(a) administering a drug providing 6-thioguanine to a subject having said immune-mediated gastrointestinal disorder; and
(b) determining the level of 6-thioguanine in said subject having said immune-mediated gastrointestinal disorder,
wherein the level of 6-thioguanine less than about 230 pmol per 8×108 red blood cells indicates a need to increase the amount of said drug subsequently administered to said subject and
wherein the level of 6-thioguanine greater than about 400 pmol per 8×108 red blood cells indicates a need to decrease the amount of said drug.
As has been indicated in essence and in its practical embodiment the invention concerned a blood test. When blood is centrifuged, there is a layer of plasma, a thin layer of leucocytes (white blood cells) and platelets and a deep lower layer of erythrocytes (red blood cells). The practical embodiments of the test were carried out by analysing the red blood cells, and although cheek cells and white blood cells are mentioned in the specification, owing to their lower abundance and the desirability of simple procedure it is doubtful whether these alternatives are realistic. What was the most advantageous, therefore, was a straightforward claim to a blood test for determining metabolite level in red blood cells.
The word “optimising” gives rise to clarity issues given the lack of any specified post-determination human activity, although no issue appears to have been raised in that regard. The administration step presumably involves the doctor or pharmacist whereas the determination step will be carried out in a remote lab, so that infringement of the claim by a single entity is difficult to establish. The determination step invokes no corresponding structure and therefore is clearly a step + function limitation within 35 USC 112(6). Its scope is therefore narrower than appears on the face of the claim, although this point does not appear to have been a subject of discussion. Implicitly it appears to require a sample from the human body for analysis. The “wherein” clauses are foreseeably problematic under 35 USC 101 since they do not define process features, nor do they define a machine, manufacture or composition of matter.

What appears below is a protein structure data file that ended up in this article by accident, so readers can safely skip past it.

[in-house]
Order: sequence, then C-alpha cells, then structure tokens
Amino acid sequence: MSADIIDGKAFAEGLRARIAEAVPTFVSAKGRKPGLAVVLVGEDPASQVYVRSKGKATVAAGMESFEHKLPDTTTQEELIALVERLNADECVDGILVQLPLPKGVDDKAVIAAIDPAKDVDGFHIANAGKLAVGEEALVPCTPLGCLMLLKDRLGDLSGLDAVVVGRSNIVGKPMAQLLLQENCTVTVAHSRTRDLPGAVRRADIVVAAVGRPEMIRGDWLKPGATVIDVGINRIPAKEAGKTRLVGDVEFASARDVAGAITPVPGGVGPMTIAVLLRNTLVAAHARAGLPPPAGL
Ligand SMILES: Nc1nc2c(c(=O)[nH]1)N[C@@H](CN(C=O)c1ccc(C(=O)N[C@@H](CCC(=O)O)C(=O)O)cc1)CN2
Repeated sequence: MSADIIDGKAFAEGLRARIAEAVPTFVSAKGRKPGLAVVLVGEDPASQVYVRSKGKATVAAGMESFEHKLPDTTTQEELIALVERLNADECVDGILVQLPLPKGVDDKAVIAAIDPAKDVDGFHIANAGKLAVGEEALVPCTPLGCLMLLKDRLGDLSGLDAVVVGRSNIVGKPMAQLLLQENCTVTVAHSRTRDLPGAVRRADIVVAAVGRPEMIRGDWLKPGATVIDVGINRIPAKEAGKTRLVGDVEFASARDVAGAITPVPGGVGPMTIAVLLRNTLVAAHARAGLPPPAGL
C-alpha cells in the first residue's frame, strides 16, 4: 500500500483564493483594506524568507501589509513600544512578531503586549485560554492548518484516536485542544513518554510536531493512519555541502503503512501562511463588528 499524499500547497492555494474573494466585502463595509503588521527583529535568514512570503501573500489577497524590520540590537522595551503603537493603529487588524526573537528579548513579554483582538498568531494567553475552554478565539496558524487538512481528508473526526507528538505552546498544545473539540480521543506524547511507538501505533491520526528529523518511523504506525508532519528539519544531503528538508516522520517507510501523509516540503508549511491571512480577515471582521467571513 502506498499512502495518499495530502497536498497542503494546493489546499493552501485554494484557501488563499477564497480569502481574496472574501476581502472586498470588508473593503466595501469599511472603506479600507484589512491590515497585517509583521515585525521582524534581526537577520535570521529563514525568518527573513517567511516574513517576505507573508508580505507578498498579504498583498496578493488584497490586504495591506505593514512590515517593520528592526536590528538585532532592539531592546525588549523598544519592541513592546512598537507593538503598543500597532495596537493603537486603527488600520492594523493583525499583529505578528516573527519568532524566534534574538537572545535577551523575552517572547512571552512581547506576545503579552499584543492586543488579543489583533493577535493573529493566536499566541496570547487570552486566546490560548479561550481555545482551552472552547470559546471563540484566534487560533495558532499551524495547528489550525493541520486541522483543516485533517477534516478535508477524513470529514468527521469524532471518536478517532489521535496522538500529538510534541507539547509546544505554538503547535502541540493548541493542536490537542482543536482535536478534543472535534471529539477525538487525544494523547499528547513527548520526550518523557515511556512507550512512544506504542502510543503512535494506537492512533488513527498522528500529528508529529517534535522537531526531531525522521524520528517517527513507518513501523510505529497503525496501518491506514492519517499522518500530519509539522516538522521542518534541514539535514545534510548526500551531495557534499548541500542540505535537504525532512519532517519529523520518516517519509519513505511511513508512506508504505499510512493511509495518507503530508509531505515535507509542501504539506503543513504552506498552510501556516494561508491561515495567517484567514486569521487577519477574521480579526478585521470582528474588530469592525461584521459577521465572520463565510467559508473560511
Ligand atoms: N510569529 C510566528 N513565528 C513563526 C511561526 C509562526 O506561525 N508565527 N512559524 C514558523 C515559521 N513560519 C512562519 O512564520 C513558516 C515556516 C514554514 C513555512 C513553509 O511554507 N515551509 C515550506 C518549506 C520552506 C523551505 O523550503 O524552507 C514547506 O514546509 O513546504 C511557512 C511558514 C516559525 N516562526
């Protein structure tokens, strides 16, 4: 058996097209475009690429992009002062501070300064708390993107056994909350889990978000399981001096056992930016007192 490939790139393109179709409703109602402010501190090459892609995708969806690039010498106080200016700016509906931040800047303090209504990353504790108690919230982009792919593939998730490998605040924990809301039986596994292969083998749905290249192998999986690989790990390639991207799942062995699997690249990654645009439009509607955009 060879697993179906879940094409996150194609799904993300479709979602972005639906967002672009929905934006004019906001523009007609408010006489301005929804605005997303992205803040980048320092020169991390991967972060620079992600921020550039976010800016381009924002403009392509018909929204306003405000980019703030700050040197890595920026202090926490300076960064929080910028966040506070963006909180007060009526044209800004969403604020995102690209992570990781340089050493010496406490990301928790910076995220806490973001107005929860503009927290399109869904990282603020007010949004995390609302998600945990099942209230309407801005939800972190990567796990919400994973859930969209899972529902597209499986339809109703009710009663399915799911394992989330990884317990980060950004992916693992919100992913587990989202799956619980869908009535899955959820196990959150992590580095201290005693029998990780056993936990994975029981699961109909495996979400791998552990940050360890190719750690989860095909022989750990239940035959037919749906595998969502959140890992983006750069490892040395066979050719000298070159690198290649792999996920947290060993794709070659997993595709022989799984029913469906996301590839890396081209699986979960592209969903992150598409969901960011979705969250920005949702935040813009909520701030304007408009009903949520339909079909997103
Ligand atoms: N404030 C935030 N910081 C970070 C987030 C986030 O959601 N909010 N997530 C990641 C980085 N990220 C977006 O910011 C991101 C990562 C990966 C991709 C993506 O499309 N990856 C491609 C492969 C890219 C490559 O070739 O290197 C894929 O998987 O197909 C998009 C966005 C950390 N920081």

The granted claim in the corresponding EP-B-1114403 (Seidman) which corresponds to US 6355623 is more straightforward and might have created less difficulty if the same wording had been employed in the US:
An in vitro method for determining efficacy of treatment of a subject having an immune-mediated gastrointestinal disorder or a non-inflammatory bowel disease (non-IBD) autoimmune disease by administration of a 6-mercaptopurine drug, comprising
determining in vitro a level of 6-thioguanine in a sample from said subject having said immune-mediated gastrointestinal disorder or said non-inflammatory bowel disease (non-IBD) autoimmune disease,
wherein said treatment is considered efficient if the level of 6-thioguanine is in the range of about 230 pmol per 8×108 red blood cells to about 400 pmol per 8×108 red blood cells.
An even simpler formulation might have been:
A method of testing whether a patient suffering from an immune-mediated gastrointestinal disorder is receiving a therapeutically effective dose of a drug providing 6-thioguanine whilst being at low risk of leucopenia, which comprises separating red blood cells from a sample from the patient and determining whether the level of 6-thioguanine is within the range 230 – 400 pmol per 8×108 red blood cells.
Such considerations are, however, moot bearing in mind the strength of the potential obviousness objection. Why it was rejected by Mayo in preference to a patent eligibility objection must remain a matter of conjecture.